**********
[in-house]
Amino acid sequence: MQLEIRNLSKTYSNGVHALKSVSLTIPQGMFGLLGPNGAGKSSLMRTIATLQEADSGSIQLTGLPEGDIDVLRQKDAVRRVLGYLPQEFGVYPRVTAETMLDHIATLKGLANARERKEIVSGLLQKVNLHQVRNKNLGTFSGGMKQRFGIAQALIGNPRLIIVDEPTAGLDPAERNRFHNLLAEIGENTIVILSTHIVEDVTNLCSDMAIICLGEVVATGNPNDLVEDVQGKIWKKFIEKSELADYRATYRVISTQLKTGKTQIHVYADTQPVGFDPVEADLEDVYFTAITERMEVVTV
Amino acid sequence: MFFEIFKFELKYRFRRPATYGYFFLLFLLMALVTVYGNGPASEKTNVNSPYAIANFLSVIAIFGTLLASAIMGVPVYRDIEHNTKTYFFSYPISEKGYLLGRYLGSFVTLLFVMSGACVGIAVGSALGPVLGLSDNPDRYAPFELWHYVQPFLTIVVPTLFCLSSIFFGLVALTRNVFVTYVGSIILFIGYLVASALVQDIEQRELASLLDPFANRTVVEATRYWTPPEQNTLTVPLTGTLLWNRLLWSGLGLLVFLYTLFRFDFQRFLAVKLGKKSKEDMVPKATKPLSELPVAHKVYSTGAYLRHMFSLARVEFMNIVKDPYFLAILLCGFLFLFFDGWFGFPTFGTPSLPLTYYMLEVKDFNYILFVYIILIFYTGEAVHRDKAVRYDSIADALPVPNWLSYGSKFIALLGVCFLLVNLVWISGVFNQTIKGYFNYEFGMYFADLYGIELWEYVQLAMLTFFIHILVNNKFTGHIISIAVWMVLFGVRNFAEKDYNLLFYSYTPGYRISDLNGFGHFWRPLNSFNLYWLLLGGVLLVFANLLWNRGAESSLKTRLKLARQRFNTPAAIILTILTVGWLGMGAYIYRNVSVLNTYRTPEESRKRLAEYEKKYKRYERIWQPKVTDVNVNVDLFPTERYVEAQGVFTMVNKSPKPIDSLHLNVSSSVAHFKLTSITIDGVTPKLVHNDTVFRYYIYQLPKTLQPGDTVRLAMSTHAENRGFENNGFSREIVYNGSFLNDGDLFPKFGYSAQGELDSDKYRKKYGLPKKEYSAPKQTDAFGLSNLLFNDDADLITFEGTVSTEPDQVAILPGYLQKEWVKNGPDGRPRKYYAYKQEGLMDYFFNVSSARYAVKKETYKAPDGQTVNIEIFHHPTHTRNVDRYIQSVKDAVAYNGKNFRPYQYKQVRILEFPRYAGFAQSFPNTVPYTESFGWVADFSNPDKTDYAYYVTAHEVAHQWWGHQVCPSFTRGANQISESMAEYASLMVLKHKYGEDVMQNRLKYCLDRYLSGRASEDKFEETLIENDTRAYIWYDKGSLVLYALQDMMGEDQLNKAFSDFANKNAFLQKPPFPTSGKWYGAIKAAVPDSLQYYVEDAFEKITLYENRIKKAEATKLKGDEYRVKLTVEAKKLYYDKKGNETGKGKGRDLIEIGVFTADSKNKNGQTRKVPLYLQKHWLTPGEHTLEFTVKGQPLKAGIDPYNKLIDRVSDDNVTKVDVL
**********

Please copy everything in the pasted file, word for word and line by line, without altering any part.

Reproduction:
[in-house]
Amino acid sequence: MQLEIRNLSKTYSNGVHALKSVSLTIPQGMFGLLGPNGAGKSSLMRTIATLQEADSGSIQLTGLPEGDIDVLRQKDAVRRVLGYLPQEFGVYPRVTAETMLDHIATLKGLANARERKEIVSGLLQKVNLHQVRNKNLGTFSGGMKQRFGIAQALIGNPRLIIVDEPTAGLDPAERNRFHNLLAEIGENTIVILSTHIVEDVTNLCSDMAIICLGEVVATGNPNDLVEDVQGKIWKKFIEKSELADYRATYRVISTQLKTGKTQIHVYADTQPVGFDPVEADLEDVYFTAITERMEVVTV
Amino acid sequence: MFFEIFKFELKYRFRRPATYGYFFLLFLLMALVTVYGNGPASEKTNVNSPYAIANFLSVIAIFGTLLASAIMGVPVYRDIEHNTKTYFFSYPISEKGYLLGRYLGSFVTLLFVMSGACVGIAVGSALGPVLGLSDNPDRYAPFELWHYVQPFLTIVVPTLFCLSSIFFGLVALTRNVFVTYVGSIILFIGYLVASALVQDIEQRELASLLDPFANRTVVEATRYWTPPEQNTLTVPLTGTLLWNRLLWSGLGLLVFLYTLFRFDFQRFLAVKLGKKSKEDMVPKATKPLSELPVAHKVYSTGAYLRHMFSLARVEFMNIVKDPYFLAILLCGFLFLFFDGWFGFPTFGTPSLPLTYYMLEVKDFNYILFVYIILIFYTGEAVHRDKAVRYDSIADALPVPNWLSYGSKFIALLGVCFLLVNLVWISGVFNQTIKGYFNYEFGMYFADLYGIELWEYVQLAMLTFFIHILVNNKFTGHIISIAVWMVLFGVRNFAEKDYNLLFYSYTPGYRISDLNGFGHFWRPLNSFNLYWLLLGGVLLVFANLLWNRGAESSLKTRLKLARQRFNTPAAIILTILTVGWLGMGAYIYRNVSVLNTYRTPEESRKRLAEYEKKYKRYERIWQPKVTDVNVNVDLFPTERYVEAQGVFTMVNKSPKPIDSLHLNVSSSVAHFKLTSITIDGVTPKLVHNDTVFRYYIYQLPKTLQPGDTVRLAMSTHAENRGFENNGFSREIVYNGSFLNDGDLFPKFGYSAQGELDSDKYRKKYGLPKKEYSAPKQTDAFGLSNLLFNDDADLITFEGTVSTEPDQVAILPGYLQKEWVKNGPDGRPRKYYAYKQEGLMDYFFNVSSARYAVKKETYKAPDGQTVNIEIFHHPTHTRNVDRYIQSVKDAVAYNGKNFRPYQYKQVRILEFPRYAGFAQSFPNTVPYTESFGWVADFSNPDKTDYAYYVTAHEVAHQWWGHQVCPSFTRGANQISESMAEYASLMVLKHKYGEDVMQNRLKYCLDRYLSGRASEDKFEETLIENDTRAYIWYDKGSLVLYALQDMMGEDQLNKAFSDFANKNAFLQKPPFPTSGKWYGAIKAAVPDSLQYYVEDAFEKITLYENRIKKAEATKLKGDEYRVKLTVEAKKLYYDKKGNETGKGKGRDLIEIGVFTADSKNKNGQTRKVPLYLQKHWLTPGEHTLEFTVKGQPLKAGIDPYNKLIDRVSDDNVTKVDVL